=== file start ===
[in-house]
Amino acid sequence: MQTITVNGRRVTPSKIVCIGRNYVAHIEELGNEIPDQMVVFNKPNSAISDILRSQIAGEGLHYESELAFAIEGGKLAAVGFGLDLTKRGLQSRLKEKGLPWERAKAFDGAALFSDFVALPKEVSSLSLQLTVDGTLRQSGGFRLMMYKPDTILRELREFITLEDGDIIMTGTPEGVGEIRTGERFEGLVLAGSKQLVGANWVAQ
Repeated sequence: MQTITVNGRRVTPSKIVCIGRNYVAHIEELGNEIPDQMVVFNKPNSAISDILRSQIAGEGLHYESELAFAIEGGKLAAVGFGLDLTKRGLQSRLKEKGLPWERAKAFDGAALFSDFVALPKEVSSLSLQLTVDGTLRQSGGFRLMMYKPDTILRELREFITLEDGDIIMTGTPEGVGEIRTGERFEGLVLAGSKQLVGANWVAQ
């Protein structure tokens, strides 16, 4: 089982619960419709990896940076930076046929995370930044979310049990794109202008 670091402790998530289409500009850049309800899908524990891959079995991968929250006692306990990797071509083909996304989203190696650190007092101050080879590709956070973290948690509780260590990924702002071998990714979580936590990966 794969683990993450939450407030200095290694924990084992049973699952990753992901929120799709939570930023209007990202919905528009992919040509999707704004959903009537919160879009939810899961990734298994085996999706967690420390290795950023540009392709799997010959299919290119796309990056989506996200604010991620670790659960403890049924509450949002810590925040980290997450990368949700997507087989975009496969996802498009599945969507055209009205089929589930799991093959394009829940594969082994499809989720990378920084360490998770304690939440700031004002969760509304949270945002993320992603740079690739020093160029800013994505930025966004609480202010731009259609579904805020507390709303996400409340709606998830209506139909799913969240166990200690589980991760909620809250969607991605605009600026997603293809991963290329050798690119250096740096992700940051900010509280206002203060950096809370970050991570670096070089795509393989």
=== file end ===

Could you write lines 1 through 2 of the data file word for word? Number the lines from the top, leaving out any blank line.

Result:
[in-house]
Amino acid sequence: MQTITVNGRRVTPSKIVCIGRNYVAHIEELGNEIPDQMVVFNKPNSAISDILRSQIAGEGLHYESELAFAIEGGKLAAVGFGLDLTKRGLQSRLKEKGLPWERAKAFDGAALFSDFVALPKEVSSLSLQLTVDGTLRQSGGFRLMMYKPDTILRELREFITLEDGDIIMTGTPEGVGEIRTGERFEGLVLAGSKQLVGANWVAQ